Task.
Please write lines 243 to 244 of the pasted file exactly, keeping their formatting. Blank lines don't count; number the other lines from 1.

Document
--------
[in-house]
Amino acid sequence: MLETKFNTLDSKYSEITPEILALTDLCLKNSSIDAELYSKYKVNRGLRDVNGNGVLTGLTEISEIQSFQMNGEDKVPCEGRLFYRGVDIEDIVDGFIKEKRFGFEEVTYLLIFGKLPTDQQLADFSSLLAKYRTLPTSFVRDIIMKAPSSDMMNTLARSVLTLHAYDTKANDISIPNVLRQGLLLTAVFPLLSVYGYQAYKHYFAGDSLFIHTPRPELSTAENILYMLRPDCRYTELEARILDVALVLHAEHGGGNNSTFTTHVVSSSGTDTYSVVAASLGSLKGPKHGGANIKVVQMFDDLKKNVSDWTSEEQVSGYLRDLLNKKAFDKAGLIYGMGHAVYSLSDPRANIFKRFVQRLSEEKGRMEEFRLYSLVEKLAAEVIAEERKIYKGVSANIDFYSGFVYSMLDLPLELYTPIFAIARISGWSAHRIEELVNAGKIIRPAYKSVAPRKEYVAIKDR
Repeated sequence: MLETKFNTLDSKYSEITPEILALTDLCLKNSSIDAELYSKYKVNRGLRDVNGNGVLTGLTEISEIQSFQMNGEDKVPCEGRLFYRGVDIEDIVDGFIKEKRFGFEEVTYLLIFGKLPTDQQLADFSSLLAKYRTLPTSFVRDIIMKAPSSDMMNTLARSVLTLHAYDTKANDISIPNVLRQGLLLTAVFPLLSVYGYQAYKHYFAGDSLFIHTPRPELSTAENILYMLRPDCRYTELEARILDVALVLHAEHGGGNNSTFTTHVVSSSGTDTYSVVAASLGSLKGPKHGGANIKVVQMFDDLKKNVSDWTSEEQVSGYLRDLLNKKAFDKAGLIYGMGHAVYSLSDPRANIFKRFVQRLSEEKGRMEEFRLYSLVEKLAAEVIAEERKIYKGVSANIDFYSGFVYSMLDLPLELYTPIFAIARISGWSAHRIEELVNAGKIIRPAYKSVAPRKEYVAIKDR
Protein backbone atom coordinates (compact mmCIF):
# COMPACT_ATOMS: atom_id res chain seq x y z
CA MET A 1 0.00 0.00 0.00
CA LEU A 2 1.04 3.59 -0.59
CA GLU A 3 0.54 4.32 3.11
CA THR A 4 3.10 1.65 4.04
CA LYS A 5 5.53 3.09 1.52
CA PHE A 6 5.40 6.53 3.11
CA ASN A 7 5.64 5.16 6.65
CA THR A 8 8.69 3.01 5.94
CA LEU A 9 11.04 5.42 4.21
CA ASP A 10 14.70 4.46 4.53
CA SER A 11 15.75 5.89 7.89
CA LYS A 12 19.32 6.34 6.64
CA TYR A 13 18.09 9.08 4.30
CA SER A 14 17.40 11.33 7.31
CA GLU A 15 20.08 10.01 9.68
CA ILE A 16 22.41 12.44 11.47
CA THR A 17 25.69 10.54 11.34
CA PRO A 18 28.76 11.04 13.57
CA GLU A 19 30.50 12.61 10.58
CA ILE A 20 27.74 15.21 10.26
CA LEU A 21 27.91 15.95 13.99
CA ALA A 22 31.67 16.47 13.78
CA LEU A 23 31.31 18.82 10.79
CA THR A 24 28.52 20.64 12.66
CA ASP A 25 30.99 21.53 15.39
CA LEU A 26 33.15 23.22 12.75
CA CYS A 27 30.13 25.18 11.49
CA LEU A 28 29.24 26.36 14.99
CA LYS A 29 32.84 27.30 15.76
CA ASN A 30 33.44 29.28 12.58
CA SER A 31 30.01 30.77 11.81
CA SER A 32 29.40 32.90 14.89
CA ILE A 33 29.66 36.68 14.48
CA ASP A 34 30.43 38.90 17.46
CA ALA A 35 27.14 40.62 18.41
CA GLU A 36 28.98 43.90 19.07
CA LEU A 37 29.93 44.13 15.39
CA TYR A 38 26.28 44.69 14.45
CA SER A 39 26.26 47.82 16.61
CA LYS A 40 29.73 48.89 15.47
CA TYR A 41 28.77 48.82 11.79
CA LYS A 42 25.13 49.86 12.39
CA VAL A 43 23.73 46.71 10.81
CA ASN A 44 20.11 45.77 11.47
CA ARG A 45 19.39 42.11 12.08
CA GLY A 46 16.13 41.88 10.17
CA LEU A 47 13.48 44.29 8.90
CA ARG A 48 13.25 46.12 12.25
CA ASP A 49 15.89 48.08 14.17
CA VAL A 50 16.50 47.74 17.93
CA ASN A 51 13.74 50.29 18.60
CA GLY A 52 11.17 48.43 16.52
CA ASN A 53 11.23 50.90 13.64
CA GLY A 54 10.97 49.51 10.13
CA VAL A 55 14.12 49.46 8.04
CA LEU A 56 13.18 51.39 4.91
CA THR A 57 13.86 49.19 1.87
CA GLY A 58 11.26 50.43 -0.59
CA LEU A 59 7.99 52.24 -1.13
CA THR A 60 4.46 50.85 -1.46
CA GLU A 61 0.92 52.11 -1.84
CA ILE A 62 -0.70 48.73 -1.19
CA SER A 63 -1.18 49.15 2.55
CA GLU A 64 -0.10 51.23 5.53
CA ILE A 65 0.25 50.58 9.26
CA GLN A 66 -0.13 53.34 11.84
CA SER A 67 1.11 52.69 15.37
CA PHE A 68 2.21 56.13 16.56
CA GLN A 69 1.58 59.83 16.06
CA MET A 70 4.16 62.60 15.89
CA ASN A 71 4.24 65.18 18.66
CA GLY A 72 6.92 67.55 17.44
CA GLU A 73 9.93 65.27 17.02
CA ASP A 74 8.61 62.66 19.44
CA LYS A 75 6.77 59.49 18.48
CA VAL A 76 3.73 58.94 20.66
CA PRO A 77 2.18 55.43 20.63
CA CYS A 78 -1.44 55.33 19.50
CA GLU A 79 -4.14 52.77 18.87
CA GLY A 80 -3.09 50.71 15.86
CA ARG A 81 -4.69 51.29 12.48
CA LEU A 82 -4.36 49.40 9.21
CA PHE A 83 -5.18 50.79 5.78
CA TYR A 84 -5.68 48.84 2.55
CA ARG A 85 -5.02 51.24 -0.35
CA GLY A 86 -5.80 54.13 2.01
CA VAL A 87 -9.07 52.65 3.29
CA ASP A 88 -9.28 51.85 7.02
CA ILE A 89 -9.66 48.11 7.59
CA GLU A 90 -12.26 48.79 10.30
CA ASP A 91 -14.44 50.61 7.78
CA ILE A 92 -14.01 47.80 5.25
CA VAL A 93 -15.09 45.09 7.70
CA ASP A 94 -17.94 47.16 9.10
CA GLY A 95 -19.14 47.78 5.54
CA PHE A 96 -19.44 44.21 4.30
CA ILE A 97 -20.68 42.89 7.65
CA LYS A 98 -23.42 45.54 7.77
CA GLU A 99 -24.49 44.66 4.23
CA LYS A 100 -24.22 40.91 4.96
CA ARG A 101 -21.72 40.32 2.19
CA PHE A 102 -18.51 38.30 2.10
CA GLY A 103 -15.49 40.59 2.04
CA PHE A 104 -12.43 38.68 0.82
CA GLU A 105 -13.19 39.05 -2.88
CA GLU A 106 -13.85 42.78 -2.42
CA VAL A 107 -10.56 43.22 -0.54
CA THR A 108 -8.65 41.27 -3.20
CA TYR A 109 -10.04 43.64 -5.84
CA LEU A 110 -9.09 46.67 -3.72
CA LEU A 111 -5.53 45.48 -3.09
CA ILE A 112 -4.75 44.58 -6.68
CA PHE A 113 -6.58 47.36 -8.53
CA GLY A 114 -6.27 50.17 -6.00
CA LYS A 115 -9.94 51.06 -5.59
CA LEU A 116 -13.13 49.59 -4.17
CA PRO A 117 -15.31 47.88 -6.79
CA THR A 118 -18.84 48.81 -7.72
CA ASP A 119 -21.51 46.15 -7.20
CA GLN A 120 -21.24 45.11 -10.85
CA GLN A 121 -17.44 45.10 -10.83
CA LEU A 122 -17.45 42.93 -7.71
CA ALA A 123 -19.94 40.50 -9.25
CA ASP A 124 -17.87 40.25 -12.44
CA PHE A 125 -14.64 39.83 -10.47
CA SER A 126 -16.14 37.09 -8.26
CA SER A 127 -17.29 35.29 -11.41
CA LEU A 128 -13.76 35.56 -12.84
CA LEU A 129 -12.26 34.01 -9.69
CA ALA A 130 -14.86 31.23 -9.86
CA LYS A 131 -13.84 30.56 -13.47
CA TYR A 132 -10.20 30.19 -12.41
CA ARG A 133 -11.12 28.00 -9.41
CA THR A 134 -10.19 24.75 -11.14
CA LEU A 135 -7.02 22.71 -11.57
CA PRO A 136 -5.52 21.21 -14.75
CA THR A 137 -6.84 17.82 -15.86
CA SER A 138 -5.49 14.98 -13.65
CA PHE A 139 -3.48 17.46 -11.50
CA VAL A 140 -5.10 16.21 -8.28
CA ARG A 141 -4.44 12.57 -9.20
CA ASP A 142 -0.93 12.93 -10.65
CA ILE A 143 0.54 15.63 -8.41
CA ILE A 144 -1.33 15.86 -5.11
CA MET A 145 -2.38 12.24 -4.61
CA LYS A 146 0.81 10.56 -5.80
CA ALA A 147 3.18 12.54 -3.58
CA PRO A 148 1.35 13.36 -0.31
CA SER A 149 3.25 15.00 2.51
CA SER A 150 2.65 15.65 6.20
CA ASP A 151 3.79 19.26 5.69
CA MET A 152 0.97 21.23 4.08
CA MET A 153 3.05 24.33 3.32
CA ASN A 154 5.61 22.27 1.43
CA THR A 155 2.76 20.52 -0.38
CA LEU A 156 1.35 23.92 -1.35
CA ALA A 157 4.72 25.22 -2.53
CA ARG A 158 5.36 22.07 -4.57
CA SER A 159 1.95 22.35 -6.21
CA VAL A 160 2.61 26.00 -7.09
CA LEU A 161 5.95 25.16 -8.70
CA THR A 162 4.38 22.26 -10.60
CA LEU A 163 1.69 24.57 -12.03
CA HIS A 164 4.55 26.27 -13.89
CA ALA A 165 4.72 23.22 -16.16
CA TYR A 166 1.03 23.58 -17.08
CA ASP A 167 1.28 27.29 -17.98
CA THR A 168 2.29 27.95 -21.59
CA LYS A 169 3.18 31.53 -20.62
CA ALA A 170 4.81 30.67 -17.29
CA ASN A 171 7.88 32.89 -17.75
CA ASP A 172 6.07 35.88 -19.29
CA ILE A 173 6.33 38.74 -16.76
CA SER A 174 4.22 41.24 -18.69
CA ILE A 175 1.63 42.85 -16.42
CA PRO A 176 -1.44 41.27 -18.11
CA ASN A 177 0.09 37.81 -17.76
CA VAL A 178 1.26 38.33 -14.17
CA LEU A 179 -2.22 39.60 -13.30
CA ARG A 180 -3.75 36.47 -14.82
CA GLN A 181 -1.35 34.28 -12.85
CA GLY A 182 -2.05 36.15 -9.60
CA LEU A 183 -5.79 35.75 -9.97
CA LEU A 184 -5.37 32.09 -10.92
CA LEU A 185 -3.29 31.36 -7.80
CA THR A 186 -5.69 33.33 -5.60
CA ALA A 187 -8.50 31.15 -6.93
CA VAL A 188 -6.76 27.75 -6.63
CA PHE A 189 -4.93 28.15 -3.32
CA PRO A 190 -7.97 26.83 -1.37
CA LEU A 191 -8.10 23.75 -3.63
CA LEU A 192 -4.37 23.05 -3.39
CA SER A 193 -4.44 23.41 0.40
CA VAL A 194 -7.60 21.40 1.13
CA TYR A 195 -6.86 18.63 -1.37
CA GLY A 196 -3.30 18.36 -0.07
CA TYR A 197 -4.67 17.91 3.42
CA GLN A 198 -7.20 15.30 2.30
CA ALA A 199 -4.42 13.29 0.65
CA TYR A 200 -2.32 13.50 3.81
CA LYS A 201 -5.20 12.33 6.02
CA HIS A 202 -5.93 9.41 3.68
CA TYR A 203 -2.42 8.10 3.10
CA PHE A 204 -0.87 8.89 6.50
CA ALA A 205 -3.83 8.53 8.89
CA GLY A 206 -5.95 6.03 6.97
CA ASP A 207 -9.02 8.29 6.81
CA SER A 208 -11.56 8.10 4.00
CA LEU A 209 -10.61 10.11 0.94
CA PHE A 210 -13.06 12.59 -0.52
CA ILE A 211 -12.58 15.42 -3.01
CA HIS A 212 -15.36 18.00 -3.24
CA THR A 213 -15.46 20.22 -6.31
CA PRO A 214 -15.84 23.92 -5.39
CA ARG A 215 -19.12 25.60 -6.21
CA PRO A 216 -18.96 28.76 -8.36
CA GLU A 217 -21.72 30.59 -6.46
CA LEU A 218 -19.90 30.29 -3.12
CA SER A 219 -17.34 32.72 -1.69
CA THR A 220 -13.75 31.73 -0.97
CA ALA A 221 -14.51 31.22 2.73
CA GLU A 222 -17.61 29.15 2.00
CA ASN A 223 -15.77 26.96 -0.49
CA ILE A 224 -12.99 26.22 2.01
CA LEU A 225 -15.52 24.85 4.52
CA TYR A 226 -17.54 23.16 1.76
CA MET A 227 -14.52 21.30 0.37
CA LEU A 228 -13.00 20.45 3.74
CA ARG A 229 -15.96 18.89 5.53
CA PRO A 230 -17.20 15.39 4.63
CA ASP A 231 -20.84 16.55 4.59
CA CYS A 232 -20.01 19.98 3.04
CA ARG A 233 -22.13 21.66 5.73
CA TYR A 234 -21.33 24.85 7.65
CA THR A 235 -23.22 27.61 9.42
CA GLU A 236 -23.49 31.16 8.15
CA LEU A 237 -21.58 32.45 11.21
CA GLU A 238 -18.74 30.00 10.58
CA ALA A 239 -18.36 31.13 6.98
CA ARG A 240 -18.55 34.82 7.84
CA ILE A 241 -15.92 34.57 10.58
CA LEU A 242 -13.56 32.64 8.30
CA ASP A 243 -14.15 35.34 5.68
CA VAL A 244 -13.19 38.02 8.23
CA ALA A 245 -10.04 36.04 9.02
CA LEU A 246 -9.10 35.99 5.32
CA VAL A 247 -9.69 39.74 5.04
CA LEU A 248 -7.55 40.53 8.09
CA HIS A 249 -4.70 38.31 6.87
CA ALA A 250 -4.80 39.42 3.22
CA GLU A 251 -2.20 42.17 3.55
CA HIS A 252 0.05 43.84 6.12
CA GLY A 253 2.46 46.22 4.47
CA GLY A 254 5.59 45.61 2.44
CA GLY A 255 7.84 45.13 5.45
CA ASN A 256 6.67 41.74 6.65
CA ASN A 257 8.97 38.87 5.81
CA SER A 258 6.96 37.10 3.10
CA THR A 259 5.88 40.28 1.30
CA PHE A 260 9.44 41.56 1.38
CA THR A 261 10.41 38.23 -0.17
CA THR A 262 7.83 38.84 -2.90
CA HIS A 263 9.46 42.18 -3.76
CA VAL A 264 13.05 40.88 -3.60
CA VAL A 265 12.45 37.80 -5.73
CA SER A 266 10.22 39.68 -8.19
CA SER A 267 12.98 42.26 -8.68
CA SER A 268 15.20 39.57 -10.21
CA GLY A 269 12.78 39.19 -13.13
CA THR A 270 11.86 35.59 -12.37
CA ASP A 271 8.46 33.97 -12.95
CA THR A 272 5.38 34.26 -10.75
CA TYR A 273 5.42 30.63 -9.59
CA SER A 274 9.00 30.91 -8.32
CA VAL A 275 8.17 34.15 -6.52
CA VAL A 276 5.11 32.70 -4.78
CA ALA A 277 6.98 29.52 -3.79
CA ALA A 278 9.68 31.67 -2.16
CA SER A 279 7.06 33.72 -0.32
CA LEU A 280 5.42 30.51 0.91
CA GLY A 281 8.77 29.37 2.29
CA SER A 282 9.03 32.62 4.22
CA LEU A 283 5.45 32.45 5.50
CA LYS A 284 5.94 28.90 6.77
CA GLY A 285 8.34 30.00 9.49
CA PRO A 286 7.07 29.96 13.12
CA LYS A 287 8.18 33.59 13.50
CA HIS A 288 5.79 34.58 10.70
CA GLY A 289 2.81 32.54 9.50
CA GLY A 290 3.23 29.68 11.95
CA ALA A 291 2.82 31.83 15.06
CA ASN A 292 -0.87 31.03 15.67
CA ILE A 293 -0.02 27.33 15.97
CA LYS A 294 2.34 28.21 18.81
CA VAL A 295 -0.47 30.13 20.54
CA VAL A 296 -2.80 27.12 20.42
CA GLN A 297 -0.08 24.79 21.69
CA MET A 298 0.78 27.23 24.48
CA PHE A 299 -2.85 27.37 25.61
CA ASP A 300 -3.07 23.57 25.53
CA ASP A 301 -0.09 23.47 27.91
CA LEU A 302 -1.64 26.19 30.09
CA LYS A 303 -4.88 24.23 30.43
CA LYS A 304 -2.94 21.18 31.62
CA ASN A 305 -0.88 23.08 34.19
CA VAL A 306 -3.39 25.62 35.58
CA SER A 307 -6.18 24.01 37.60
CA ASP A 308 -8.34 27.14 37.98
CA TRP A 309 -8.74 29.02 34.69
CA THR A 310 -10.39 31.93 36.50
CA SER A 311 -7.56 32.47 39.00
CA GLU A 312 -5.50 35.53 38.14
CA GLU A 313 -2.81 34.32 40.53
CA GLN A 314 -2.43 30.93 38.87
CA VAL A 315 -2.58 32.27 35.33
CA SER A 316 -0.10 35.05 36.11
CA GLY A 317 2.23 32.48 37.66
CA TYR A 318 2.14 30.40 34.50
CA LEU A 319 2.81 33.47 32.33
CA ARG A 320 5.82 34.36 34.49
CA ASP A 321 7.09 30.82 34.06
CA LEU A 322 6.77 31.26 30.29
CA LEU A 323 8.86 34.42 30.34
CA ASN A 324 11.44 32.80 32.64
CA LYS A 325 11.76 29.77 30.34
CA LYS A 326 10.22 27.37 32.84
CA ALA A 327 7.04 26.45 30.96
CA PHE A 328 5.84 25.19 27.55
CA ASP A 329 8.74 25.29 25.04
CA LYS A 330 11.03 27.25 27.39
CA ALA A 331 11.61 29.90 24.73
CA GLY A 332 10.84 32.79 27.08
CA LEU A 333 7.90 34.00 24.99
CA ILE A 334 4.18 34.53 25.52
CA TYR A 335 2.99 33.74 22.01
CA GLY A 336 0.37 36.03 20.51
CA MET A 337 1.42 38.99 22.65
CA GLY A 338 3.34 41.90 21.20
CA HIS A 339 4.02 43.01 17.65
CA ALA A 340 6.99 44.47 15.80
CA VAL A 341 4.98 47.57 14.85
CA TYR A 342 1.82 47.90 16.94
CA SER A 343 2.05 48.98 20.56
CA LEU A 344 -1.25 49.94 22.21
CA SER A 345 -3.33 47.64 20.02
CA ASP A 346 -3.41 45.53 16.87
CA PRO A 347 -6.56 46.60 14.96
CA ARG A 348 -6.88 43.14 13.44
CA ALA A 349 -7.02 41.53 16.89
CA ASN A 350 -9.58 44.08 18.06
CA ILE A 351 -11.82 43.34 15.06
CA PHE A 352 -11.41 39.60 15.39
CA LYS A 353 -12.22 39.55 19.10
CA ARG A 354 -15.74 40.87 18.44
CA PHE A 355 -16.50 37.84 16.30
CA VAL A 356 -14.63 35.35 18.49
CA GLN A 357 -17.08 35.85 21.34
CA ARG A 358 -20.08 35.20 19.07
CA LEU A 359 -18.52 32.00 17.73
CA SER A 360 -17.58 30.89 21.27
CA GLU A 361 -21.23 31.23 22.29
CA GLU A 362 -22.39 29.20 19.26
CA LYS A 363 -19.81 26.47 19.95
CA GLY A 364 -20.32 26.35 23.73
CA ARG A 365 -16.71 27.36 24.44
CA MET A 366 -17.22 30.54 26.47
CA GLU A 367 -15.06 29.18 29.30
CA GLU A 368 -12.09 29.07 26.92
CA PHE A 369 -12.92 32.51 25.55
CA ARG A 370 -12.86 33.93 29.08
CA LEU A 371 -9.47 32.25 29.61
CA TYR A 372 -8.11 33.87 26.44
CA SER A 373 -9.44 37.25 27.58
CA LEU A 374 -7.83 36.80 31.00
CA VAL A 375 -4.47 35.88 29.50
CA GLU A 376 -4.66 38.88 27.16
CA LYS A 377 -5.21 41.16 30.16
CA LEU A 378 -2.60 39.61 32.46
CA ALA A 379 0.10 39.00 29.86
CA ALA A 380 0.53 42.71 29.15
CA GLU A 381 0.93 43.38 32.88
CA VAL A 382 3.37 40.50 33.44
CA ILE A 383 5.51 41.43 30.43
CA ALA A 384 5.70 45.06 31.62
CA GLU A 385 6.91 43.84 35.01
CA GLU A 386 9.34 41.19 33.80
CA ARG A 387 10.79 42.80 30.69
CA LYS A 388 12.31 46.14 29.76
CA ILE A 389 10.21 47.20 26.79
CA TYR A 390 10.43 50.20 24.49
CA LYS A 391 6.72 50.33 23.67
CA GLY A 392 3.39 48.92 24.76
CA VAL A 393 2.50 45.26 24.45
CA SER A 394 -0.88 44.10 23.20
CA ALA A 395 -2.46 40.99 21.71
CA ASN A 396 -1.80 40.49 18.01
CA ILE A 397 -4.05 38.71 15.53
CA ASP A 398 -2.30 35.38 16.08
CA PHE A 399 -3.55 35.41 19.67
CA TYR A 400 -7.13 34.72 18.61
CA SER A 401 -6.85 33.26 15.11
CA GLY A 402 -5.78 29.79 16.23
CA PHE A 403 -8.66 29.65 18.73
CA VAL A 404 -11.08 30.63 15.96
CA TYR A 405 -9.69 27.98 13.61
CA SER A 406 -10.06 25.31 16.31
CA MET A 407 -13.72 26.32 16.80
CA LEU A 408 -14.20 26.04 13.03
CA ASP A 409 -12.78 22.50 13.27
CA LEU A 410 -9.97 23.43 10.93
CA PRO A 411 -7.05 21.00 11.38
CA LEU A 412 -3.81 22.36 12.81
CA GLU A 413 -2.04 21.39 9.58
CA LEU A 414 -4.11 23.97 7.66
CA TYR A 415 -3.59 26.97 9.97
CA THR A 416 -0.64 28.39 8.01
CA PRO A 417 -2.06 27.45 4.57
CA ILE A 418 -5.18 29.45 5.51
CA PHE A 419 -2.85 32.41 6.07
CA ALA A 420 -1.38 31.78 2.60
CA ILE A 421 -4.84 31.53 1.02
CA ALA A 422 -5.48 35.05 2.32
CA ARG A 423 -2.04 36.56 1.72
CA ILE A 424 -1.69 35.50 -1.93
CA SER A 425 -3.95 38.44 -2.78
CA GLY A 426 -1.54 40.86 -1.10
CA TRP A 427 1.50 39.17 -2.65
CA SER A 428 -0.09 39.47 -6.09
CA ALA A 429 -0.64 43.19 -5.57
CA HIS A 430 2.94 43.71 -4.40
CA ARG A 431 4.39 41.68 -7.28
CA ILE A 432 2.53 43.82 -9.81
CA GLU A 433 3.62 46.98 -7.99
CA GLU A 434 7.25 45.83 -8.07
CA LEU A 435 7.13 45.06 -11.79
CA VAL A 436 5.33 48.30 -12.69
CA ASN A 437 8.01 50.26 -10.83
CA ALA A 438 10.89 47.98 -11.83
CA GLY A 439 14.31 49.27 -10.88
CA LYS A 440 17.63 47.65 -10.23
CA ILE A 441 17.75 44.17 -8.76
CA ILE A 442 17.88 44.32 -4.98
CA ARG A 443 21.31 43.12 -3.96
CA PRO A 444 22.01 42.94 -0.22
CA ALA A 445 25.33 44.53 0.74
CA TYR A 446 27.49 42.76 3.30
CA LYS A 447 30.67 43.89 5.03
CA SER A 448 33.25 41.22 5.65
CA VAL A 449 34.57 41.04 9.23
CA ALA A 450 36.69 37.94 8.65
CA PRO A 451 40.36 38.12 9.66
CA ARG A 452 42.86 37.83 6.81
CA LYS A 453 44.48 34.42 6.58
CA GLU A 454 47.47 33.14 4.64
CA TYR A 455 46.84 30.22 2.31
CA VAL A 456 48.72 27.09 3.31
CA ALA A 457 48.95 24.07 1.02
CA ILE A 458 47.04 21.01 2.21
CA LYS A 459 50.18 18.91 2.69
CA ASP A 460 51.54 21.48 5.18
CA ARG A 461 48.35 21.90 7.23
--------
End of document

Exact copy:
CA GLU A 238 -18.74 30.00 10.58
CA ALA A 239 -18.36 31.13 6.98